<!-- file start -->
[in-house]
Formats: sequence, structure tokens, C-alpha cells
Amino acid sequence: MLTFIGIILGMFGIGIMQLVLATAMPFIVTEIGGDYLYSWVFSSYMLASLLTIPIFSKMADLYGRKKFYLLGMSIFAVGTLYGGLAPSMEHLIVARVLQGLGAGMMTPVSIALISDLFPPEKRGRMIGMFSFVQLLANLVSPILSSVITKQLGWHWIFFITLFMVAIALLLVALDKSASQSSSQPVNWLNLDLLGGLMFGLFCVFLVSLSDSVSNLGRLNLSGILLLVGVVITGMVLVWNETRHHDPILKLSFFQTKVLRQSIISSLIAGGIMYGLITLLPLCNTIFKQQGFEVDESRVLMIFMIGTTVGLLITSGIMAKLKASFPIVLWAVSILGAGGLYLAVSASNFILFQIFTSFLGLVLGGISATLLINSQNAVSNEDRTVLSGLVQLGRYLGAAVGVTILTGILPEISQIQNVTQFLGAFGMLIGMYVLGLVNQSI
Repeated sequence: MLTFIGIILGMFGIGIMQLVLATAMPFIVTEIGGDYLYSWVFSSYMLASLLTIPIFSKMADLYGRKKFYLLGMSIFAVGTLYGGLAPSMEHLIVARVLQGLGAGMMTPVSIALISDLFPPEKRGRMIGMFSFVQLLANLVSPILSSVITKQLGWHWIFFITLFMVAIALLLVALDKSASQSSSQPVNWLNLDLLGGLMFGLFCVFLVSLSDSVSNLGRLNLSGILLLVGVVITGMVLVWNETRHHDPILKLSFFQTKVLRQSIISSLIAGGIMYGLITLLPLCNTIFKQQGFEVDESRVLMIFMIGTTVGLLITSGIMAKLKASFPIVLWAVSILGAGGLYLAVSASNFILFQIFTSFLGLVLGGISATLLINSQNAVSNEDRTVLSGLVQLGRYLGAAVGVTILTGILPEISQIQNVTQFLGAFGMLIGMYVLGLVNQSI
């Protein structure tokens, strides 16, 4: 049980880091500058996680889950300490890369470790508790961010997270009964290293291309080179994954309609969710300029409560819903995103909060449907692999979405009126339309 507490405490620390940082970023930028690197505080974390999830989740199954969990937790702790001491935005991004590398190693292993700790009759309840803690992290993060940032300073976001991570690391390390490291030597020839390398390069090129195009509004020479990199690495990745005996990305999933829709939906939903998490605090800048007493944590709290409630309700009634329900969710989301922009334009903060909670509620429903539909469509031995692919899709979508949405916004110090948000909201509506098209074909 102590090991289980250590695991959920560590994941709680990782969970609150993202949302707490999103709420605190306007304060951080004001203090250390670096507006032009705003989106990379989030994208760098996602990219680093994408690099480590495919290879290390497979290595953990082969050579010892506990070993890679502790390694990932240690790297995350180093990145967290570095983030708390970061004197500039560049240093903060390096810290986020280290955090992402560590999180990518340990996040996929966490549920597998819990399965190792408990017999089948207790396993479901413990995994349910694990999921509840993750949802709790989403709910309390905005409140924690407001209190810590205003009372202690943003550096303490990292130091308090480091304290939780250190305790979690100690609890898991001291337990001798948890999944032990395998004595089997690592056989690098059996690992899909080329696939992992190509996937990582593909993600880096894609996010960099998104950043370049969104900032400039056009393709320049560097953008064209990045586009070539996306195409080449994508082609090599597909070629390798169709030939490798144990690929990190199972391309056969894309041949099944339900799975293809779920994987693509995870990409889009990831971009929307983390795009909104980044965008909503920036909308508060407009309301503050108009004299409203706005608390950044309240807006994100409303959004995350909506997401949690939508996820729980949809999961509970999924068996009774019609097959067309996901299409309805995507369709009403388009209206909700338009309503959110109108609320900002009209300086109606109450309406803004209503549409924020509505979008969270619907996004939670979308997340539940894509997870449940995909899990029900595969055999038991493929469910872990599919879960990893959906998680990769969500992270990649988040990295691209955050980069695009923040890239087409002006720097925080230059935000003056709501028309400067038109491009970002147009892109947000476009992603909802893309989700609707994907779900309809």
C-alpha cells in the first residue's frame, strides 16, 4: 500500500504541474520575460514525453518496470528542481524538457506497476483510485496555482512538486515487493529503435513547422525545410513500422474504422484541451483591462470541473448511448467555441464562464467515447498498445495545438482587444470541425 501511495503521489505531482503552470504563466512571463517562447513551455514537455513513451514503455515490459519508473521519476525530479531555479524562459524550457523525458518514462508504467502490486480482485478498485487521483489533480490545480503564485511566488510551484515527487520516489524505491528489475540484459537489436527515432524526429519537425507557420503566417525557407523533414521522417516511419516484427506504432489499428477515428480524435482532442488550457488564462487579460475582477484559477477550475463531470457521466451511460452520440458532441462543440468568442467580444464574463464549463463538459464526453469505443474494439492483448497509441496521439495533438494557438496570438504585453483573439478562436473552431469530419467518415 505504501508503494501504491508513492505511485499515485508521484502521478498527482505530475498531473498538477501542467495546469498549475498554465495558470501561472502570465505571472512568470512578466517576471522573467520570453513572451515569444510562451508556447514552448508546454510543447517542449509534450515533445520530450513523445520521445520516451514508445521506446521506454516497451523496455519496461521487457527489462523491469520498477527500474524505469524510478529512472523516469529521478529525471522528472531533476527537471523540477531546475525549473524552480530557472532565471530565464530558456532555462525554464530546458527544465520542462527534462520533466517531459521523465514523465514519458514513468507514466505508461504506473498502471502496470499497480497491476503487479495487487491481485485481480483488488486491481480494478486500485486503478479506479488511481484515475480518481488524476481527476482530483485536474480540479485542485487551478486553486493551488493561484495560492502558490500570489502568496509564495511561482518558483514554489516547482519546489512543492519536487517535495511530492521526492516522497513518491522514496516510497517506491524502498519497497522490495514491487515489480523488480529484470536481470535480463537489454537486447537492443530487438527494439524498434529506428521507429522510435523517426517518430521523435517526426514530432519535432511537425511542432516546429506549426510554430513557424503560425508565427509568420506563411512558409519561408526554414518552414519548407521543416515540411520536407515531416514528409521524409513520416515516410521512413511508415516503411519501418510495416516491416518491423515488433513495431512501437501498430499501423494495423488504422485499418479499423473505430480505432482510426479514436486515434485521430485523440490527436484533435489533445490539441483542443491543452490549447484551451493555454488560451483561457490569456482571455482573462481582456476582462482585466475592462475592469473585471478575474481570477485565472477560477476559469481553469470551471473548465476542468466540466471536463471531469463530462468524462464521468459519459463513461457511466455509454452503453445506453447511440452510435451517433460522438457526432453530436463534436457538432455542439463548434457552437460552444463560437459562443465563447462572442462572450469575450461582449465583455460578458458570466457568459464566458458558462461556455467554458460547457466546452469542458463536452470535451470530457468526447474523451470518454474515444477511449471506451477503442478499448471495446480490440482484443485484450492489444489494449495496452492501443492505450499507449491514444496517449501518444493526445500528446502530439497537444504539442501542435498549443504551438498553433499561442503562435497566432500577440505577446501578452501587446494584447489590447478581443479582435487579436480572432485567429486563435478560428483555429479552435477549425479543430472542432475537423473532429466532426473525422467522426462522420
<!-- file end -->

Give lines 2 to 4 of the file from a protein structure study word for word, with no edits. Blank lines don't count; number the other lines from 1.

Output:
Formats: sequence, structure tokens, C-alpha cells
Amino acid sequence: MLTFIGIILGMFGIGIMQLVLATAMPFIVTEIGGDYLYSWVFSSYMLASLLTIPIFSKMADLYGRKKFYLLGMSIFAVGTLYGGLAPSMEHLIVARVLQGLGAGMMTPVSIALISDLFPPEKRGRMIGMFSFVQLLANLVSPILSSVITKQLGWHWIFFITLFMVAIALLLVALDKSASQSSSQPVNWLNLDLLGGLMFGLFCVFLVSLSDSVSNLGRLNLSGILLLVGVVITGMVLVWNETRHHDPILKLSFFQTKVLRQSIISSLIAGGIMYGLITLLPLCNTIFKQQGFEVDESRVLMIFMIGTTVGLLITSGIMAKLKASFPIVLWAVSILGAGGLYLAVSASNFILFQIFTSFLGLVLGGISATLLINSQNAVSNEDRTVLSGLVQLGRYLGAAVGVTILTGILPEISQIQNVTQFLGAFGMLIGMYVLGLVNQSI
Repeated sequence: MLTFIGIILGMFGIGIMQLVLATAMPFIVTEIGGDYLYSWVFSSYMLASLLTIPIFSKMADLYGRKKFYLLGMSIFAVGTLYGGLAPSMEHLIVARVLQGLGAGMMTPVSIALISDLFPPEKRGRMIGMFSFVQLLANLVSPILSSVITKQLGWHWIFFITLFMVAIALLLVALDKSASQSSSQPVNWLNLDLLGGLMFGLFCVFLVSLSDSVSNLGRLNLSGILLLVGVVITGMVLVWNETRHHDPILKLSFFQTKVLRQSIISSLIAGGIMYGLITLLPLCNTIFKQQGFEVDESRVLMIFMIGTTVGLLITSGIMAKLKASFPIVLWAVSILGAGGLYLAVSASNFILFQIFTSFLGLVLGGISATLLINSQNAVSNEDRTVLSGLVQLGRYLGAAVGVTILTGILPEISQIQNVTQFLGAFGMLIGMYVLGLVNQSI